João Pais Filipe: Bass Drum, Gongs, Bells.
Rafael Toral: Feedback (modified MS-2 amplifier), Guitar.
Jupiter, the gas giant in our Solar System, with thunderstorms a thousand times more powerful than on Earth, rainfalls of diamonds in the atmosphere, temperatures below -100°C, plenty of hydrogen, 79 moons and a South pole that looks like an abstract painting, has just the kind of environment this music seems to emanate from.
Jupiter and Beyond, the second collaborative effort of composer/performer Rafael Toral and percussionist João Pais Filipe as a duo (after Saturn in 2016), is definitely not quite a record of Earth music. On the contrary, Jupiter and Beyond, is indeed gas music, unfolding over two long movements without solid body or any tangible outline, between ambient and noise. A music of sheer volume and beauty, icy, massive, in which the elements of Toral’s signature, in particular his use of jazz-inspired electronics and feedback, dissolve to become a labile, nebulous, expansive material, occasionally struck by abyssal depressions and masterful densities, magnified by the return, after 17 years of silence, of the electric guitar in Rafael Toral’s instrumentarium.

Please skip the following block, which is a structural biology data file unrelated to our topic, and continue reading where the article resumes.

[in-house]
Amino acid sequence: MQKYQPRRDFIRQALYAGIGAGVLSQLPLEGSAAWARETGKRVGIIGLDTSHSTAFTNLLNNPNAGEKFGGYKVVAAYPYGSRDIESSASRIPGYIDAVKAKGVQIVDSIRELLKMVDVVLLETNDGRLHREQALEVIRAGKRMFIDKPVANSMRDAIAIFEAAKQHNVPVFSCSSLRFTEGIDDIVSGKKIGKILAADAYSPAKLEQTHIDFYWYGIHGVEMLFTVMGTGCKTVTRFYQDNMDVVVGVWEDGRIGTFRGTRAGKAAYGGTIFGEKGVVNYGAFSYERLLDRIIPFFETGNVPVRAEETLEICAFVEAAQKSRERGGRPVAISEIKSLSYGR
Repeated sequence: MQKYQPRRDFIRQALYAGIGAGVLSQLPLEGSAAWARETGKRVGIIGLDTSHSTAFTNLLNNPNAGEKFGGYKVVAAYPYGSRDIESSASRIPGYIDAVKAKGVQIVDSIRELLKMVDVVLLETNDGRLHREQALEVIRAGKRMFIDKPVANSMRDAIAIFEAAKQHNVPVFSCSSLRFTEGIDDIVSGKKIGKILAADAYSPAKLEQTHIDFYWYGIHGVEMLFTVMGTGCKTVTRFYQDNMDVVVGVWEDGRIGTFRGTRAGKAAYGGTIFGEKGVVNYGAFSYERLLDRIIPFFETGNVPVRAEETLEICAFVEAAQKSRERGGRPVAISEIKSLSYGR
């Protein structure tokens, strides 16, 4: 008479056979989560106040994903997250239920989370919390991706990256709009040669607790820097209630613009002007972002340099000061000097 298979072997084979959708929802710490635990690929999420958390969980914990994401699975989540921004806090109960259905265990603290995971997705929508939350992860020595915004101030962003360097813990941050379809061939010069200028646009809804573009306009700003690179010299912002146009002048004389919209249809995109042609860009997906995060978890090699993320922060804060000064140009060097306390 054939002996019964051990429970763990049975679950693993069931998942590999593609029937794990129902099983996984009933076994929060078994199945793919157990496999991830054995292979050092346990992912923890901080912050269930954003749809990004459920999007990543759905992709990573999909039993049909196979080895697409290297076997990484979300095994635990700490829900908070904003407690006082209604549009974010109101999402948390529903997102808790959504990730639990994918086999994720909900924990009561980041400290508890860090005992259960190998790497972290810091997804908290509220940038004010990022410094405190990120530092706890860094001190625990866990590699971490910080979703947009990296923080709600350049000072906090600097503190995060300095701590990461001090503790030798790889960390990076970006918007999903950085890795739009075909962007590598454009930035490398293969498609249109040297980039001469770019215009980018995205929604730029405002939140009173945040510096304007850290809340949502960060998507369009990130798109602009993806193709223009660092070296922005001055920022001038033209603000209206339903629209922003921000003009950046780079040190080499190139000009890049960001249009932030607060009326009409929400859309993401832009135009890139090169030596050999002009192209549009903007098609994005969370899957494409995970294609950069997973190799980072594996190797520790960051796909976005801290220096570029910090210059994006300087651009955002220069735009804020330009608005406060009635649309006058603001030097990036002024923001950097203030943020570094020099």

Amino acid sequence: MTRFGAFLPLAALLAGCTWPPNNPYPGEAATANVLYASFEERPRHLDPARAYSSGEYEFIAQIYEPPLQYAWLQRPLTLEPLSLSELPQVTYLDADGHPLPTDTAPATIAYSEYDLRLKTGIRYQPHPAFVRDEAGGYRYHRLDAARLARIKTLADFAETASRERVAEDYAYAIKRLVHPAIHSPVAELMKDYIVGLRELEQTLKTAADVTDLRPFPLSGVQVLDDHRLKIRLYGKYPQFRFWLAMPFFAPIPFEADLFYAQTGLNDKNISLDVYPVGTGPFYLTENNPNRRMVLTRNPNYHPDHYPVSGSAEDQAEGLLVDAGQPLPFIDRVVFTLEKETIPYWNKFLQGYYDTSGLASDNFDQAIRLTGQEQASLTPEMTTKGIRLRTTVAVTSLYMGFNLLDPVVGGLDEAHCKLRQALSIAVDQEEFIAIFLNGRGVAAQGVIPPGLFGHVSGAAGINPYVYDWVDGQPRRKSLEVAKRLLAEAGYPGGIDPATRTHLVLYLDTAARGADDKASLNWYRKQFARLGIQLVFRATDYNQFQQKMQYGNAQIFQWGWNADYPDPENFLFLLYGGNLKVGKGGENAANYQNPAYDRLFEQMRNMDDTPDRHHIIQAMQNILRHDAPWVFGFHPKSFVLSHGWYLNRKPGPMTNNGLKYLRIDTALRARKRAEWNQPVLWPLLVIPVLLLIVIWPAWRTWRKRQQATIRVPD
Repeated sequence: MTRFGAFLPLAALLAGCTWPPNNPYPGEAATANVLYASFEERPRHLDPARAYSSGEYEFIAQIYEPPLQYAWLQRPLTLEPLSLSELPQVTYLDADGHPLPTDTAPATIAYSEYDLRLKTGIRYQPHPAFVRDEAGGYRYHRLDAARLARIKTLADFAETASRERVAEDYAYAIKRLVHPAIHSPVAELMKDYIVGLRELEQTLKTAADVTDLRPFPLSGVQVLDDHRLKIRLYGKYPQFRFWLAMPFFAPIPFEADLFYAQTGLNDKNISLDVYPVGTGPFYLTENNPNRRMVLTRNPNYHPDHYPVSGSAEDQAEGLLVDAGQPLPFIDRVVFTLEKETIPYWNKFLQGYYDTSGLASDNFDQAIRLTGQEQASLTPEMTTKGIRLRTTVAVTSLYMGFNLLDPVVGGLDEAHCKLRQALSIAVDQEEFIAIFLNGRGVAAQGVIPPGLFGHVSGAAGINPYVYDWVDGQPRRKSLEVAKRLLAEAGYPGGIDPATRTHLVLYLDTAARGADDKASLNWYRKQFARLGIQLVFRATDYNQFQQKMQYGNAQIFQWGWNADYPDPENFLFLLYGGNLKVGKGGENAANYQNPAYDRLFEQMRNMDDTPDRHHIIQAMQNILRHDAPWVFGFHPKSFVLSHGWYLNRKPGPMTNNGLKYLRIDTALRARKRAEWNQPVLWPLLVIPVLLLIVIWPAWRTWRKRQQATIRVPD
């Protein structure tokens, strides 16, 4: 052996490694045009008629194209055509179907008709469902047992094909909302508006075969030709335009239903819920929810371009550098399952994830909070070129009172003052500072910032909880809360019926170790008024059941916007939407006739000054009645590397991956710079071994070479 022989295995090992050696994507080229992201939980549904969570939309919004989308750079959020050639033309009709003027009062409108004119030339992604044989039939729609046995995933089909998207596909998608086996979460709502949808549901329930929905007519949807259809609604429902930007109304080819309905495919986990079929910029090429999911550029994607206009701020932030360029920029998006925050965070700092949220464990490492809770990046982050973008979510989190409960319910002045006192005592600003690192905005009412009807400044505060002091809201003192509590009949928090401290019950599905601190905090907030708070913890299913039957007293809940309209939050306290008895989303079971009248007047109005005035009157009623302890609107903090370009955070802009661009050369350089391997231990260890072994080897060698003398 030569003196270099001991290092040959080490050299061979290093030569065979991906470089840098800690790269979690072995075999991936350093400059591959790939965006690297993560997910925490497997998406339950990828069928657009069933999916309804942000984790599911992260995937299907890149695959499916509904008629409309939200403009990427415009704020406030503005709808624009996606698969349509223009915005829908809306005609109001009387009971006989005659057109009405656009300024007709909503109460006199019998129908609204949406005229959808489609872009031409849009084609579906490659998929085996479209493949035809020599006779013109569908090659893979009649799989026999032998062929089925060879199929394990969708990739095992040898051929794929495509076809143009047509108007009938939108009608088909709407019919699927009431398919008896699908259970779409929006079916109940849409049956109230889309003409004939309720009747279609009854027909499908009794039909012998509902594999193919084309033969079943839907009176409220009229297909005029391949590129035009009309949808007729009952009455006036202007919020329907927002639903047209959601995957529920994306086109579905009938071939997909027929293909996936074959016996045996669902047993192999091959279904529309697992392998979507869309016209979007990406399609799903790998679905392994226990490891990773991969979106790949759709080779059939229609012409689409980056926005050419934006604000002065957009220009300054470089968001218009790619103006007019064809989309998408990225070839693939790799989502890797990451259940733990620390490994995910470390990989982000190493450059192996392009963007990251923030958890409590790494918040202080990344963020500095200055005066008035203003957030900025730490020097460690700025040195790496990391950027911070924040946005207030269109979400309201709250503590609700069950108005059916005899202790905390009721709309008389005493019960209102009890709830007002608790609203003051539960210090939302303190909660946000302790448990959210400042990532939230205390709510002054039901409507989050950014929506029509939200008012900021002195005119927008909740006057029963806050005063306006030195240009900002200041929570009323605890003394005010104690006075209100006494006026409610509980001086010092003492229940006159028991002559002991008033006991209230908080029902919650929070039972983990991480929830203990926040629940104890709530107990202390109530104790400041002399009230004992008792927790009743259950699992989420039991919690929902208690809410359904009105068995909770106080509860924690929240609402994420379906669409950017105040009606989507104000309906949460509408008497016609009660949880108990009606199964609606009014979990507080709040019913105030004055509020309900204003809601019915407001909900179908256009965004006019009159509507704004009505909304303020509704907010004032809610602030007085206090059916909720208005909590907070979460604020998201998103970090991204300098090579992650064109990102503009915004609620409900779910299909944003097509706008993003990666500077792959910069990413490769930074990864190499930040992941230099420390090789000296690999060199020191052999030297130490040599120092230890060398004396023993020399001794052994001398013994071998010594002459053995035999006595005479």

Towards the end of Beyond, the second piece on the record, lurking behind the volutes of feedback, a bell and a bass drum, one can detect from the distance… a barking dog, as a surreptitious and prosaic reminder of where we are here and now, a calling back to Earth. Between sadness and joy, anger and peace, movement and stillness, Jupiter and Beyond is indeed a mirror held out to us, music reflecting our times and that emotionally speaks first of all about us.
“While João Pais Filipe was drummer in the Space Quartet, we played a live duo set. During soundcheck we were jamming for a while on bowed gongs and feedback and lost track of time, it just flowed so well. I joked “we could make a whole record with this!”. But later we took the idea seriously and set to record an improvised session at his cymbalsmith workshop (he made the gong on the cover and it was used in the recording). When we listened to the first take the mass of sound was amazing. At some point it reminded me of the complex clusters of sound in Ligeti’s music as it appears on Kubrick’s 2001 scene “Jupiter and Beyond the Infinite”. In the end the title felt like an apt choice for Saturn’s successor. Back at my studio I felt the need for some more layers of density in some sections. I thought of using trombones, but ended up picking up the electric guitar, which I hadn’t used since 2003.” Rafael Toral